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E-Pluribus | January 12, 2023
Cannon to right of free speech, cannon to left of free speech; correcting campus cancel culture; and a call for human rationality.
A round-up of the latest and best writing and musings on the rise of illiberalism in the public discourse:
Cathy Young: Perils to Free Speech from Woke and Anti-Woke
An adjunct professor at Hamline University recently found herself without a contract renewal (some might say “fired”) after a brouhaha arising out of a class presentation that included images of Muhammad. At The Bulwark, Cathy Young says the incident is indicative of a wrong-headed view of academic freedom, but that by no means does idea-policing occur exclusively on the Left.
One should not, of course, generalize from the Hamline University fiasco. Many professors continue to show Muhammad images in class without incident. Omid Safi, a professor of Asian and Middle Eastern Studies at Duke University, told the New York Times that “he regularly shows images of the Prophet Muhammad in class and without Dr. López Prater’s opt-out mechanisms” and that part of his goal is to make students grapple with how images once considered pious can be later redefined as blasphemous and forbidden. But a chilling effect, at least for untenured faculty and especially adjuncts, is quite likely.
There is also the larger chilling effect of a large percentage of American educators—and students—embracing the “social justice” dogma which holds that disagreement equals harm or even violence, at least when it comes to claims of trauma, discrimination, or bigotry made by members of presumptively oppressed groups. Pressures to censor or abridge “harmful” speech are unlikely to remain confined to college campuses. In a 2019 Knight Foundation survey of college students, over 40 percent said that “hate speech” (which, as the Hamline University incident shows, can be very broadly defined) should not be protected by the First Amendment.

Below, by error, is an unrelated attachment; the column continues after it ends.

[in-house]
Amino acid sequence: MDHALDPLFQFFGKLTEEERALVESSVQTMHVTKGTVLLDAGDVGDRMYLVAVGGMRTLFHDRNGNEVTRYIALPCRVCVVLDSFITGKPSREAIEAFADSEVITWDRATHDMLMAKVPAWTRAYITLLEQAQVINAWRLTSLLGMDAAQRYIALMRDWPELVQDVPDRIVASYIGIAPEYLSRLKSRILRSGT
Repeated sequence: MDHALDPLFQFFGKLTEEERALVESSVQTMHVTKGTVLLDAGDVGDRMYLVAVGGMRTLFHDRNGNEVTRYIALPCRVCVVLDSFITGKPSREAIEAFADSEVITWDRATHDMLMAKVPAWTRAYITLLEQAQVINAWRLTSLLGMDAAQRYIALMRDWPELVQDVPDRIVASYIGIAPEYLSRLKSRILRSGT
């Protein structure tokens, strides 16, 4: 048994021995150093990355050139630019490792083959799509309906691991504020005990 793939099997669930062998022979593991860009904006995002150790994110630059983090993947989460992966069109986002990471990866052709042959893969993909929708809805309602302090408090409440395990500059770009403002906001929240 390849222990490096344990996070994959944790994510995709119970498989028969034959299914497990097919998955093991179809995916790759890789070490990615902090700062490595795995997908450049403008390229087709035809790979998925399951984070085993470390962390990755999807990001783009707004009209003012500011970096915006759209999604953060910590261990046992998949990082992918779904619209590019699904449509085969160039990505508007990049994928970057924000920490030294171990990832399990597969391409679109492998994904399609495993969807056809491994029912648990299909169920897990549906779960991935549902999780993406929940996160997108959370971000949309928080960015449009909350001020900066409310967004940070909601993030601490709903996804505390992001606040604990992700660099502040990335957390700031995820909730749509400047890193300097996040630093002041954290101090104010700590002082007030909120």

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However limited in scope, the Hamline University incident does confirm that a problem with speech- and idea-policing on the left exists—whether you want to call it “cancel culture,” “political correctness,” “wokeness,” or any of the other buzzwords applied to this phenomenon. And while there is a large segment of progressive opinion in which all talk of a left-wing “cancel culture” is met with derision and spin, it is also true that, as Bulwark editor Jonathan V. Last pointed out yesterday, the very existence of a New York Times story clearly critical of the school’s actions shows the left policing its own.
Read it all.
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Sigal Ben-Porath: Thinking Differently About the Cancel Wars on Campus
University of Pennsylvania Professor of Education Sigal Ben-Porath has a new book out: Cancel Wars: How Universities Can Foster Free Speech, Promote Inclusion, and Renew Democracy. At Heterodox Academy, Ben-Porath writes about the ideas in her book that she has been using to try to help schools and students alike to understand, appreciate and support true free expression on campus.